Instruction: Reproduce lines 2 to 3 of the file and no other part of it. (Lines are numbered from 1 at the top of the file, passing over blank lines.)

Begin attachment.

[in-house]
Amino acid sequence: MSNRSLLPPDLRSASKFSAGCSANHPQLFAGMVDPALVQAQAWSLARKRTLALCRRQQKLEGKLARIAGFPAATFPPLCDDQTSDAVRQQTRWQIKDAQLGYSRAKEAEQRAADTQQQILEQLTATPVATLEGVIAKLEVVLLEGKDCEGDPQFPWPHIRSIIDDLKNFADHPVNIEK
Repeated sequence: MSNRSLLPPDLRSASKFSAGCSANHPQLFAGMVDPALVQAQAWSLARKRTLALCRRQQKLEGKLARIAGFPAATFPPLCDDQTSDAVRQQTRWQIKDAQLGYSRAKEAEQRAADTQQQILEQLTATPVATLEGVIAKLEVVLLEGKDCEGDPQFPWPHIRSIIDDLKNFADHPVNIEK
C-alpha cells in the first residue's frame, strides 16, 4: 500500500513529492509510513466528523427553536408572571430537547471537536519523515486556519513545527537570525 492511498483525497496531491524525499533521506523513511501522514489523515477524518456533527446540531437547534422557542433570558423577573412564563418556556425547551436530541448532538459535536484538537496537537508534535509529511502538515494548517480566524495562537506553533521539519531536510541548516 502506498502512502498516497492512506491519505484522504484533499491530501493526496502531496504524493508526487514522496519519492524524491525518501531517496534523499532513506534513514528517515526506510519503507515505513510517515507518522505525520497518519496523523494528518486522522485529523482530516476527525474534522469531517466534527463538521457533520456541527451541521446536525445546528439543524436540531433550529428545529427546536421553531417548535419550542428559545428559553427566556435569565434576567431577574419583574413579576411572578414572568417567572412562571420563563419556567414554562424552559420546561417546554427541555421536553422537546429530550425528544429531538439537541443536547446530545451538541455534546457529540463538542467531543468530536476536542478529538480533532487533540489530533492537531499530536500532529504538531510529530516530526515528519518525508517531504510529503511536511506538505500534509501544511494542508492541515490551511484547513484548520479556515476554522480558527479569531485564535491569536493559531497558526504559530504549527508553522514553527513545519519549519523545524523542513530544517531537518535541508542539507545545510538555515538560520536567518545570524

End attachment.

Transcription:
Amino acid sequence: MSNRSLLPPDLRSASKFSAGCSANHPQLFAGMVDPALVQAQAWSLARKRTLALCRRQQKLEGKLARIAGFPAATFPPLCDDQTSDAVRQQTRWQIKDAQLGYSRAKEAEQRAADTQQQILEQLTATPVATLEGVIAKLEVVLLEGKDCEGDPQFPWPHIRSIIDDLKNFADHPVNIEK
Repeated sequence: MSNRSLLPPDLRSASKFSAGCSANHPQLFAGMVDPALVQAQAWSLARKRTLALCRRQQKLEGKLARIAGFPAATFPPLCDDQTSDAVRQQTRWQIKDAQLGYSRAKEAEQRAADTQQQILEQLTATPVATLEGVIAKLEVVLLEGKDCEGDPQFPWPHIRSIIDDLKNFADHPVNIEK